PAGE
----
Room box #4: Foyer and Miss Lemon’s office!

I’m very excited about this newest 1:12-scale miniature room. It’s the first one I’ve made that is “two rooms in one,” with a partition and an adjoining door. Actually, it’s the first with any doors at all.

I decided to go for a “white-and-chrome” look in the foyer, which is more in keeping with Poirot’s flat than brass accents. However, brass is much more common in the world of dollhouse minis. Those wall sconces and the little table lamp weren’t cheap! The picture frame (featuring a nicely-symmetrical ship prow), the hat rack, and one of the canes were originally brass-colored; I went over them with Art Alchemy’s Metallique Wax in Old Silver. I also added silver sticker strips to the mirror and silver beads to the hall table legs. There is a little set of brass keys on a tray on the hall table, and I did decide to keep the door accents in the brass color.

I love niches! When I realized the foyer was going to be white-heavy, I couldn’t resist adding this smooth, chic plaster element. The statue is a miniature plastic St. Joseph, which I also covered in the Metallique Wax to change it from gold to silver. I loved the little table underneath; Poirot would have liked all those right angles, I think. 🙂 The little silver vases have tufts of mini landscaping grass and a couple of plastic eggcups– there may be a couple of decorative and identically-sized eggs to be added in the future. 🙂

A closer view of the wall, including the little dish of Belgian chocolates. Wonder how I got that shot behind the lamp, with the partition in the way? Easy– the partition isn’t fixed in. I removed it to get a better shot. You can see my hand in the mirror and a view of the office beyond!

Here are a few views of the office. I hunted down all the filing pieces I could find for this room! The black-framed “pictures” on the wall are actually intarsia pendants. They are inlaid stone– onyx and picture jasper. There was nowhere to put any plants, so I settled for placing some “wax flowers” under a display dome on top of the dark brown filing cabinet. Also, I have not managed to procure her a typewriter yet!

I haven’t put the curtain up yet, either. You can see acrylic craft paint bottles peeking through the window. 🙂  That brass clock really works, if I get a battery into it. It reminded me of the clock Miss Lemon gets in the episode The Dream.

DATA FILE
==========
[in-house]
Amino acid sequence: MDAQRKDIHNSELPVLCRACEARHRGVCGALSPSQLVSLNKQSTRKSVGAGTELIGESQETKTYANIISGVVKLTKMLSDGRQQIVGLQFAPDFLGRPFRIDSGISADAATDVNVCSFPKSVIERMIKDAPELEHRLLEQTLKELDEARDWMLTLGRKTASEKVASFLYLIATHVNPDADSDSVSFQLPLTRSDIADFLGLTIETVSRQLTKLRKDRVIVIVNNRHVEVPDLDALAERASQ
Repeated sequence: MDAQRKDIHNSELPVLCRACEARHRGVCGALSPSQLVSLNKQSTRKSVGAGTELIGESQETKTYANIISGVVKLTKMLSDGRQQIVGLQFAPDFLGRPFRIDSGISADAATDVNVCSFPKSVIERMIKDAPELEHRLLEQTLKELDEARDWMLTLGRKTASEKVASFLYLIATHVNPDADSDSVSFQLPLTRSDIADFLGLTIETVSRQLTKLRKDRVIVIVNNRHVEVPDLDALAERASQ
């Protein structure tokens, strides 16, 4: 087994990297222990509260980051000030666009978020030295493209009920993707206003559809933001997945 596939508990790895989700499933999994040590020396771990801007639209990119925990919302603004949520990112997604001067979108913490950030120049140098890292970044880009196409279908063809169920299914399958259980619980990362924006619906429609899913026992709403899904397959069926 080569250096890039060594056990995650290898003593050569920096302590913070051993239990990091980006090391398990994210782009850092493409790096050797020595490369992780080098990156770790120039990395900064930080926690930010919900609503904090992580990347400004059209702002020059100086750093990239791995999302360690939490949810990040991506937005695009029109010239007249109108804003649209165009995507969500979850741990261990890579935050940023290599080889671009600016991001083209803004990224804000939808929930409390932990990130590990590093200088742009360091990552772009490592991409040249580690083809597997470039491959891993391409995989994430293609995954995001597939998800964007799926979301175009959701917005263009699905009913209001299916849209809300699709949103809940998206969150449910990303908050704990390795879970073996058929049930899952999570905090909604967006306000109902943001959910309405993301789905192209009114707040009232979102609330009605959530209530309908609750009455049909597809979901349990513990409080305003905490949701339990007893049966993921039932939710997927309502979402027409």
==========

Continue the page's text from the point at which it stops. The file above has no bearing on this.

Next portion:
In the desk organizer are a pair of black-rimmed spectacles, an adding machine, a pen, paper pad, and another little clock (non-working). The framed pictures are actually of a typist. The tiny one shows her hands typing away at her machine.

This is fun– a view through the window, into the office, and beyond the open door into the foyer!!  😀

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New room box underway: foyer and Miss Lemon’s office

Room box #4 is in the planning stages. This one is a little different, as it’s two “rooms” in one and will feature a partition. Here’s the setup I’m playing with, starting with the foyer on the left…

The foyer is meant to be in white and silver, generally, except for the brass of the door fixtures. I’m thinking of going over the brass coat rack with silver to match the lamps.

The hall table with mirror, wall sconces, and spots for depositing hats and canes. On the table is a bowl of Belgian chocolates, a white “leaf” plate with a ring of keys on it, and a vase of roses. I wanted the hall table to be rectangular, but oh well… 🙂  I’m going to add “frosted” white glass globes to the candle wall sconces to make them look more modern. I will probably also trim the brown hat on the rack, which is Miss Lemon’s.

I wanted a dish of Belgian chocolates on the foyer table– in part, because a dish of chocolates features in Chapter 6 of my original Poirot novel, The London Syndicate. 😀  But unlike that story, these chocolates are meant to be good ones! I took some super-tiny seashells and used silicone putty to make a mold of them. I then combined white and brown Premo Sculpey clay to create that marbled chocolate effect that traditional Belgian chocolate shells have, and hey! presto, a dish of goodies.  🙂

And now for Miss Lemon’s office, land of filing…

I hunted down all the filing units I could! The result was a bit of mismatch color-wise, but I thought it was worth it. Still missing a number of items, like the all-important typewriter, a few lamps, and so on, but the organization’s coming along. There will be a window in the wall behind the desk. I might possibly move the smallest “bookshelf” into the foyer… not sure yet.

I took a new photo after deciding to stick one of my miniature clocks on that bookshelf! It reminds me of the episode The Dream!  🙂

Probably not all of this stuff will stay on this shelf, but I liked the idea of a little bowl of lemons to indicate the office occupant! The bowl on the right has the rest of the chocolates I made up with my mold; they’re not really necessary for the scene, especially if I keep the cute little candy jar.